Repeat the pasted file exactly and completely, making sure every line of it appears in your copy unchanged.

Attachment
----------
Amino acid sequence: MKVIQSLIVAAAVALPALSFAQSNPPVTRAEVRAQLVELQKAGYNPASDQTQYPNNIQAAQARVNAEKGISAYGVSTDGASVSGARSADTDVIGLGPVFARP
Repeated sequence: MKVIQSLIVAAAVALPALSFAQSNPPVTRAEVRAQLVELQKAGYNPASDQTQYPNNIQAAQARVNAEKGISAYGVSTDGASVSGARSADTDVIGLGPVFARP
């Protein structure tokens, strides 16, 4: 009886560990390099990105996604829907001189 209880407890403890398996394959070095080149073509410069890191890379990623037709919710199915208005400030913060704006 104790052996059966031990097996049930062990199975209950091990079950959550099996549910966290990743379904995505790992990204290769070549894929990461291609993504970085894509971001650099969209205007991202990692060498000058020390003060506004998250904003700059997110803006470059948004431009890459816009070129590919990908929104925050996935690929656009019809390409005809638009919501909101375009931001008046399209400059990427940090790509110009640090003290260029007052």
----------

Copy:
Amino acid sequence: MKVIQSLIVAAAVALPALSFAQSNPPVTRAEVRAQLVELQKAGYNPASDQTQYPNNIQAAQARVNAEKGISAYGVSTDGASVSGARSADTDVIGLGPVFARP
Repeated sequence: MKVIQSLIVAAAVALPALSFAQSNPPVTRAEVRAQLVELQKAGYNPASDQTQYPNNIQAAQARVNAEKGISAYGVSTDGASVSGARSADTDVIGLGPVFARP
């Protein structure tokens, strides 16, 4: 009886560990390099990105996604829907001189 209880407890403890398996394959070095080149073509410069890191890379990623037709919710199915208005400030913060704006 104790052996059966031990097996049930062990199975209950091990079950959550099996549910966290990743379904995505790992990204290769070549894929990461291609993504970085894509971001650099969209205007991202990692060498000058020390003060506004998250904003700059997110803006470059948004431009890459816009070129590919990908929104925050996935690929656009019809390409005809638009919501909101375009931001008046399209400059990427940090790509110009640090003290260029007052």